After Brexit: Guidelines of Regulation Relating to Health Products Update

On 13 March 2020, the European Commission and the European Medicines Agency (EMA) updated their Guidelines on the impact of the UK’s exit from the European Union on medicines for human and veterinary use. As the United Kingdom officially became a third country from 1 February 2020, the relations between the parties will undergo profound changes at the end of the transition period, which runs until 31 December 2020.

At the end of the transition period, Regulation 726/2004 will no longer be applicable in the United Kingdom. This has several consequences. First, the marketing authorization holder (MAH) must have transferred it to a holder established in the European Union by 31 December 2020. Furthermore, as regards the pending MA applications from applicants established in the United Kingdom, the latter will be replaced by an applicant established in the Union. Finally, at the end of the transition period the UK authorities will cease to play the role of authority of surveillance regarding medicines imported from third countries. Therefore, it will be the new European Union surveillance authority that will assume responsibility for the manufacturing sites located in the United Kingdom and in third countries to decide, according to a risk assessment, when an inspection of the site or sites will be necessary.

At the end of the transition period, Directives 2001/83 and 2001/82 will also no longer be applicable in the United Kingdom. With regard to marketing authorizations relating to a generic or hybrid medicine, those issued before the end of the transition period and which refer to the dossier of a reference medicine (Reference medical product, RefMP) authorized by the United Kingdom will remain valid in the European Union. For applications relating to a generic or hybrid medicinal product whose marketing authorization will be issued after the end of the transition period, the applicant will have to refer to a RefMP authorized in a Member State of the Union of 27 if the authorization is issued earlier the end of the transition period. If, however, the RefMP was authorized after the end of the transition period, the latter must be authorized again in one of the Member States of the Union.

Regarding the so-called “sunset clause”, if a centrally authorized medicinal product has been marketed only in the United Kingdom, the placing on the United Kingdom market will be considered to determine its applicability before the end of the transition period. In this regard, if after the end of this period the medicinal product has not yet been placed on the market in any of the other Member States, the three-year period for calculating the sunset clause will begin to run from the last date on which the medicinal product was placed on the UK market before the end of the transition period.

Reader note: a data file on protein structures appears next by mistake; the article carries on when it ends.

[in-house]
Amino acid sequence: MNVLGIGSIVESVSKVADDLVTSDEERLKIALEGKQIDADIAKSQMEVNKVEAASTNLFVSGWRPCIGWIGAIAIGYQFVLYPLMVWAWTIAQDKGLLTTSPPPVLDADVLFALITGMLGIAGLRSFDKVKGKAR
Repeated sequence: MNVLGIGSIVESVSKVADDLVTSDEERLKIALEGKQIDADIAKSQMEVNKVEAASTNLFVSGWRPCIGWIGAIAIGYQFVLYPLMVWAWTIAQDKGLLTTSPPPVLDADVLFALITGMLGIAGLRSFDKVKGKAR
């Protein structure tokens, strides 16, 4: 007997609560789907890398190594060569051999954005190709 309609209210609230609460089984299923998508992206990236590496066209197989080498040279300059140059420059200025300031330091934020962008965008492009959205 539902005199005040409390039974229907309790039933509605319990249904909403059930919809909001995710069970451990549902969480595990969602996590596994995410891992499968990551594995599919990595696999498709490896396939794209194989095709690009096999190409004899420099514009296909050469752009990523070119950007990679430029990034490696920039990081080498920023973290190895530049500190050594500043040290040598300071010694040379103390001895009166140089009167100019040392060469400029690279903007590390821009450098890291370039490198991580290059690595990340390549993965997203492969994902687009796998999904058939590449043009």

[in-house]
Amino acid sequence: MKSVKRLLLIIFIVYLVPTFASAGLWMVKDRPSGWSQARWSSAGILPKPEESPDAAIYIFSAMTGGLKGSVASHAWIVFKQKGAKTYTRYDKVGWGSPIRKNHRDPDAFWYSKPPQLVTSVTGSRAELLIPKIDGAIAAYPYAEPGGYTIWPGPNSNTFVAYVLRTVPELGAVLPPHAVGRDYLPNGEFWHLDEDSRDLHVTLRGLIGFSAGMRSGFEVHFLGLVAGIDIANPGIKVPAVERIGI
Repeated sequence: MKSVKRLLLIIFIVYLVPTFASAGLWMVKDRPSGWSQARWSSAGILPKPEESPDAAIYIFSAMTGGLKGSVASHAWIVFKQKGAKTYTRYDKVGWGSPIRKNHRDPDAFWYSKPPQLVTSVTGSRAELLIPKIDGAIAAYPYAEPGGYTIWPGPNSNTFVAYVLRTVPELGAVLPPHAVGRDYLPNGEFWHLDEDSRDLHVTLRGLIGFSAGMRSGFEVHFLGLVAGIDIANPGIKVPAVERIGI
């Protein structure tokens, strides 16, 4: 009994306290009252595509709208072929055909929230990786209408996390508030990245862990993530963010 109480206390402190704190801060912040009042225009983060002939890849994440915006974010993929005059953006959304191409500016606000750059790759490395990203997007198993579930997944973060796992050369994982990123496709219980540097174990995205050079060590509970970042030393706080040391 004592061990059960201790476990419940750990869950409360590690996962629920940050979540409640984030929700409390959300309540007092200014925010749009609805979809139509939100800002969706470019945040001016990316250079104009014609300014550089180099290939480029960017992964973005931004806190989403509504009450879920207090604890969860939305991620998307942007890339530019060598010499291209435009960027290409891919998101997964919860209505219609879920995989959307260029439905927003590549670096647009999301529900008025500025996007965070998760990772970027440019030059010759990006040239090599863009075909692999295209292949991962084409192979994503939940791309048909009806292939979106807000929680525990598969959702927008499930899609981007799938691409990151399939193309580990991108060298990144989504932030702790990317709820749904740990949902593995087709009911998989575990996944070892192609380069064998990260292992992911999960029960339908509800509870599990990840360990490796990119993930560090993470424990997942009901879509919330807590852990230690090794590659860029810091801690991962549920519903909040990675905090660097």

At the end of the transition period, medicines sent from the United Kingdom to destinations in the European Union will be considered imported medicines. With regard to centrally authorized medicinal products, the MAH will then have to specify an authorized importer established in the Union and communicate the corresponding variation, as well as change the location of the current batch release site located in the United Kingdom in favour of a site established in the European Union. Furthermore, at the end of the transition period, the active substances produced in the United Kingdom can only be imported into the European Union if, inter alia, they are accompanied by a written attestation from the competent authority of the exporting third country which, as far as regards the manufacturing plant of the exported active substance, the standards of good manufacturing practice and control are equivalent to those of the Union.

Parallel trade in medicinal products in the internal market is currently possible not only thanks to European standards which provide for the exhaustion of trademark rights, but also because the summary of product characteristics and labelling are identical, except than for the language used. However, at the end of the transition period, the exhaustion rules will no longer be applicable to products placed on the market in the United Kingdom, which, in practice, will put an end to parallel trade.

As regards pharmacovigilance, at the end of the transition period, the qualified manager who currently performs his duties in the United Kingdom will have to change the place of residence and perform his duties in the European Union or, alternatively, designate a new one. In addition, the MAH must change the location of the Pharmacovigilance System Master File (PSMF) reference file by transferring it to a Member State of the Union.

Also as regards orphan medicinal products, at the end of the transition period the holder of the designation located in the United Kingdom will have to change the place of residence or transfer the relevant qualification to a holder established in the European Union. Furthermore, for applications for orphan designation or for keeping them in force, patients in the United Kingdom will no longer be considered in calculating the prevalence of the disease in order to meet the requirements of Regulation 141/2000.

Finally, as for cosmetic products also in this case, medicines legally placed on the European Union or United Kingdom market before the end of the transition period will continue to circulate until reaching the end user. However, the operator will have the burden of proving, through any relevant document, that the product was actually placed on the market before the end of the transition period.

For more information, please contact Dr Marina Mauro:

Marina Mauro

T: +39 0287 398 550
E: marina.mauro@murgitroyd.com